Climate change has contributed to warmer winters and hotter summers. It’s also making air pollution and seasonal allergies unbearable. It’s currently impacting our overall health and well-being. According to the World Health Organization, climate change will cause 250,000 more deaths in the year 2030. Here are some ways that climate change can affect your health.
Climate change leads to frequent and longer heatwaves in the summertime. This affects both the extremely young and old — both of which don’t survive in these life-threatening conditions. One of the worst heatwaves took place in Europe back in 2003, when over 70,000 people died from extreme heat. Back in 2016, over 20,000 people died in India and Southwest Asia after weeks of sweltering heat.
Those problems aren’t just happening in those countries. There are millions of people in the U.S. who work or spend most of their time outdoors. They’re noticing the effects of the longer, hotter summers. Unfortunately, most people don’t have the money or the resources to adapt to these sweltering conditions and end up dying as a result.
2. Allergies & Pollen
The number of asthma sufferers is on the rise in the U.S. alone. Most people have been buying more allergy medication to stop allergies in their tracks. “Climate change has led to an increase in common allergy symptoms, such as itchy eyes, sneezing, and nasal congestion,” says Dr. Summit Shah of Premier Allergy.
Since 1980, the number has nearly doubled and has been a result of several factors, including burning fossil fuels. The increase in carbon dioxide (CO2) and pollen production has led to an increase in allergy sufferers. Pollen produces proteins that have gotten stronger with the increased levels of CO2.
The particles found in burned fossil fuels become attracted to mold spores and pollen. It then introduces them into people’s airways and lung sacs. Climate change has also been responsible for extending the allergy season from two weeks to four weeks in the Northern Hemisphere. The extension of asthma and allergy season has led to a decrease in productivity and school days that has cost the U.S. $6 billion in 2007. The number is only expected to rise with each passing year and season.
3. Air Pollution
Air pollution is different from seasonal allergies in which is made up of carbon monoxide, ground-level ozone, nitrogen oxides, and particulate matter. Breathing in air pollution leads to health problems and death. Over 7 million premature deaths around the world have been a result of air pollution. As the summers continue to get hotter and longer from climate change, some of the most dangerous particles will form faster in the air.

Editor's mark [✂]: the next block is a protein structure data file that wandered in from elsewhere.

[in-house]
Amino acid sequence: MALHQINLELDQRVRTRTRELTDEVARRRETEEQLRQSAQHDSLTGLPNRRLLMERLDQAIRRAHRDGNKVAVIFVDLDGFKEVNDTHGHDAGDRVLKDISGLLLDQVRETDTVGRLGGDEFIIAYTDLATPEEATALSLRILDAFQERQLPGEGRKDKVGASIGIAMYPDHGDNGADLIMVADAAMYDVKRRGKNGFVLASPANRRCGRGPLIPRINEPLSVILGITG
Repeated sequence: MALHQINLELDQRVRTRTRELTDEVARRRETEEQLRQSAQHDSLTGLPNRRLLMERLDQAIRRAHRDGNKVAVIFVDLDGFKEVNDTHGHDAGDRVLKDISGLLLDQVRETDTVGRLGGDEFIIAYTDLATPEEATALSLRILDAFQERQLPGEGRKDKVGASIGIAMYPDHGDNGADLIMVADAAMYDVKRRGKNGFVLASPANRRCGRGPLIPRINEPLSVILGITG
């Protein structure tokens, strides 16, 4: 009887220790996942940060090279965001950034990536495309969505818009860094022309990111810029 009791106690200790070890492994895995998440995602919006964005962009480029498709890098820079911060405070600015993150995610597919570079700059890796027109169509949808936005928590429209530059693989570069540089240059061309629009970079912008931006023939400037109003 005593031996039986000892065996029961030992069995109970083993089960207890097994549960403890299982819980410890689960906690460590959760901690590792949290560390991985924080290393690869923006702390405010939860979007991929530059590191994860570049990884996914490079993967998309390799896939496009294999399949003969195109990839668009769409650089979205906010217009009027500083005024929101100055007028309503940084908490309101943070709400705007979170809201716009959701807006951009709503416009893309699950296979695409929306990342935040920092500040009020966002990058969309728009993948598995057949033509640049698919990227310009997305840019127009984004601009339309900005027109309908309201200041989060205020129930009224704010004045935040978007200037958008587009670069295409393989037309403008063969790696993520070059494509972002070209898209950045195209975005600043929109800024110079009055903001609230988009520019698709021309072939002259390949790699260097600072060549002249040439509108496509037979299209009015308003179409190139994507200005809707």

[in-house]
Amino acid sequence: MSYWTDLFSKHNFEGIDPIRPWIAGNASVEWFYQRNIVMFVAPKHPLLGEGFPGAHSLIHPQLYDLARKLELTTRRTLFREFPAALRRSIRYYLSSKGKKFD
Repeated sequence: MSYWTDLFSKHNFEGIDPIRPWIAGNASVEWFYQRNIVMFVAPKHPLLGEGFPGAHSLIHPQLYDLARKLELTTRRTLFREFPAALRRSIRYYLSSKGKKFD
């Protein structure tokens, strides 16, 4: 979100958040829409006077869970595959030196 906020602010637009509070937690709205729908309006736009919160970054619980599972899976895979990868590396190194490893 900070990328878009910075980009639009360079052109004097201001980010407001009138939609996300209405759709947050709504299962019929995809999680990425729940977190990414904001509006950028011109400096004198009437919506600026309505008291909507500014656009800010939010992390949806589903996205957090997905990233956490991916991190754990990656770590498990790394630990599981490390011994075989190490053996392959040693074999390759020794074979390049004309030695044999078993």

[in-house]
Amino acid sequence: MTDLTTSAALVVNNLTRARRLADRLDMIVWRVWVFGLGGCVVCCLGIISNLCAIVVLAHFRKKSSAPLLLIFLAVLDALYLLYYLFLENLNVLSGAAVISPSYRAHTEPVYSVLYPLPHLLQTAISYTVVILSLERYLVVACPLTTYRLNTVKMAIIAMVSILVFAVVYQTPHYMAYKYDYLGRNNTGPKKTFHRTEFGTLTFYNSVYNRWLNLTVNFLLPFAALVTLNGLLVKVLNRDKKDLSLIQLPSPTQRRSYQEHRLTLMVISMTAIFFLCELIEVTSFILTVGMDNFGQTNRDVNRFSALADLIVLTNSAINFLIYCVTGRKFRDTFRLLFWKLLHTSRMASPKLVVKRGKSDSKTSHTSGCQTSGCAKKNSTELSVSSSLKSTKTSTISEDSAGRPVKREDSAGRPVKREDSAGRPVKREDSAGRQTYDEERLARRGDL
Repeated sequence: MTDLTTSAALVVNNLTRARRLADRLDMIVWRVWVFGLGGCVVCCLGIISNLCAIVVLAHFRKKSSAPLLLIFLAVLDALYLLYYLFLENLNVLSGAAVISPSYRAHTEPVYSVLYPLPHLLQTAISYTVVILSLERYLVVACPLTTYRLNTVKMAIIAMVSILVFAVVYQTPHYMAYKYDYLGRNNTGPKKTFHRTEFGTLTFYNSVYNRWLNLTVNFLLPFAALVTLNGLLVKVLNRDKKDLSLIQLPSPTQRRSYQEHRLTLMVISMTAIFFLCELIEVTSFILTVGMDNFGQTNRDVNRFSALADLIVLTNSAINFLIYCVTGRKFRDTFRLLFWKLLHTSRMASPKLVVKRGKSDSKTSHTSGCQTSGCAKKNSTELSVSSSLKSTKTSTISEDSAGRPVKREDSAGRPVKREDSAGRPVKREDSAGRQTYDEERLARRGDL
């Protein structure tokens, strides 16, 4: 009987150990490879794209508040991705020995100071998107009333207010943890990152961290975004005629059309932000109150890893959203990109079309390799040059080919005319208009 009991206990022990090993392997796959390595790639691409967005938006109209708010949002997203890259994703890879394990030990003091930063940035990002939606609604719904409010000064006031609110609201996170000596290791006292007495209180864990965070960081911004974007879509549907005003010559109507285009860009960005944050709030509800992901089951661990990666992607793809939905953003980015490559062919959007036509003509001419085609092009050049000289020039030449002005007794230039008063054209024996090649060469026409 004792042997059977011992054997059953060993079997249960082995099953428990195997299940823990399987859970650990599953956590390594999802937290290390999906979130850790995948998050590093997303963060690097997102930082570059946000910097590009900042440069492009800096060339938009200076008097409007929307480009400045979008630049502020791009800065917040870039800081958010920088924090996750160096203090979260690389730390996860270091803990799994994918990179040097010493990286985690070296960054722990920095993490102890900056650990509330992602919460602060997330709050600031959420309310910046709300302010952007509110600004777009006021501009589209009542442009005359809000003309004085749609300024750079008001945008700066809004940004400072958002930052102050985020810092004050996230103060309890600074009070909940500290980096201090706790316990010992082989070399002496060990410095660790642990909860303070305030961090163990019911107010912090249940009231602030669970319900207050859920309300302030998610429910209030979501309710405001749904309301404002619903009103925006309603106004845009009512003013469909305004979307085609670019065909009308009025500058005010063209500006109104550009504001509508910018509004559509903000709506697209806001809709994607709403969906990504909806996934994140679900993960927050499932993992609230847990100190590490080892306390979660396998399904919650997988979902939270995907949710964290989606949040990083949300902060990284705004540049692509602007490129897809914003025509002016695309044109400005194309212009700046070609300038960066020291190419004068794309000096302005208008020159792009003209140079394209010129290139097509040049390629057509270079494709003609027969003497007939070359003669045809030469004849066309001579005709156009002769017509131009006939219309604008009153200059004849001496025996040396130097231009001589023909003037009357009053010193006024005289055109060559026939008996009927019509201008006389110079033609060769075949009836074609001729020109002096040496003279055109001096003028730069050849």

Climate change has also been a result of the high-pressure systems since in most places of the world. A high-pressure system is when cool, dry air brings increasing winds. Those winds introduce air pollution and particles, which never get blown away. As a result, people will keep breathing in those fatal particles.
4. The spread of Infectious Diseases
Infectious diseases have become a result of heatwaves and extreme weather events. The warmer conditions have led to an increase in vector-borne diseases. Meanwhile, extreme weather events such as hurricanes, floods, and tornadoes have led to an increase in toxins and diseases transmitted by rodents. Parts of Africa, Asia, and Latin America are at risk for mosquito-borne diseases such as Malaria.
Lyme disease is on the rise in the U.S. This pattern will continue to flourish as the winters get warmer. Speaking of warmer winters, extreme weather events are increasing in intensity as a result of climate change. This includes rain and snowstorms. As a result, floods and heavy rain can spread toxic diseases and create an environment for mosquitoes.
5. Extreme Weather Conditions
Carrying on with the theme of extreme weather conditions, floods, heavy rains, and hurricanes have increased with climate change. These events are becoming nearly fatal — especially in the Midwest and southern states of the U.S. Most of these storms have destroyed communities and swept away businesses, homes, and vehicles.
“There are even more problems following a hurricane,” says Dr. Summit Shah of Premier Allergy. If your neighborhood has a power outage, then you’ll have to rely on a generator to produce power.
If you don’t have the generator running properly, then you could increase your chances of carbon monoxide poisoning. Or, there was a flood, and your vehicle got swept away, then you could drown. Due to climate change, there has been an increase in hurricanes, snowstorms, tornadoes, and thunderstorms.
6. Winter Weather Anomalies
Warmer winters have become a new thing as more rain than snow has been falling in the Northern Hemisphere during this time of year. But that has lead to an increase in ice storms and heavy snowfall patterns. Both of these storms can cause serious health problems and can lead to increased automobile accidents, cardiac disease, and power outages. The melting of the heavy ice and snow has contributed to flooding in many parts of the U.S.
7. Mental Health
Climate change’s extreme weather patterns can affect people’s mental health and well-being. Climate change has become a concern among Millennials and Gen Zers. More people than ever have suffered mental health consequences as a result of weather-related events, according to the 2016 U.S. Climate and Health Assessment. Mental health symptoms of climate change include anxiety, depression, guilt, and stress.
When you see climate change as a global issue, you feel overwhelmed by the anxiety, fear, and despair of the future of the world. But recognizing this problem is the first step to handling it.